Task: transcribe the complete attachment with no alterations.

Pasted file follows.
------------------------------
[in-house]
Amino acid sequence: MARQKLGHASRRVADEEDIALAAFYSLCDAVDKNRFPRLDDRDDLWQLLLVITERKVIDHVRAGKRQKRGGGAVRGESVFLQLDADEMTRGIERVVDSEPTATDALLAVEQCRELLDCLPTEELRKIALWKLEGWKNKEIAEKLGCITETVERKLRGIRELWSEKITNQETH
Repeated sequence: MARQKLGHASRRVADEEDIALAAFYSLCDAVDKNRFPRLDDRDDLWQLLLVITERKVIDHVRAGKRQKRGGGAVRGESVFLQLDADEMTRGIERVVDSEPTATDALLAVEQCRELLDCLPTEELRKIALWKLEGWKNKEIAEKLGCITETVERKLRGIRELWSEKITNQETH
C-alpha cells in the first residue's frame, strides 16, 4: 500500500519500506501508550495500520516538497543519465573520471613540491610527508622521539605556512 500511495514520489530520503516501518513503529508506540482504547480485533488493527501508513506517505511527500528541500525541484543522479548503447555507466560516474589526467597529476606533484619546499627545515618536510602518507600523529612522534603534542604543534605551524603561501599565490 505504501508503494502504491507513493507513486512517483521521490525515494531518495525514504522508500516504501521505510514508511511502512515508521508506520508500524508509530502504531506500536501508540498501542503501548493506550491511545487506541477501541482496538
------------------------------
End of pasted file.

[in-house]
Amino acid sequence: MARQKLGHASRRVADEEDIALAAFYSLCDAVDKNRFPRLDDRDDLWQLLLVITERKVIDHVRAGKRQKRGGGAVRGESVFLQLDADEMTRGIERVVDSEPTATDALLAVEQCRELLDCLPTEELRKIALWKLEGWKNKEIAEKLGCITETVERKLRGIRELWSEKITNQETH
Repeated sequence: MARQKLGHASRRVADEEDIALAAFYSLCDAVDKNRFPRLDDRDDLWQLLLVITERKVIDHVRAGKRQKRGGGAVRGESVFLQLDADEMTRGIERVVDSEPTATDALLAVEQCRELLDCLPTEELRKIALWKLEGWKNKEIAEKLGCITETVERKLRGIRELWSEKITNQETH
C-alpha cells in the first residue's frame, strides 16, 4: 500500500519500506501508550495500520516538497543519465573520471613540491610527508622521539605556512 500511495514520489530520503516501518513503529508506540482504547480485533488493527501508513506517505511527500528541500525541484543522479548503447555507466560516474589526467597529476606533484619546499627545515618536510602518507600523529612522534603534542604543534605551524603561501599565490 505504501508503494502504491507513493507513486512517483521521490525515494531518495525514504522508500516504501521505510514508511511502512515508521508506520508500524508509530502504531506500536501508540498501542503501548493506550491511545487506541477501541482496538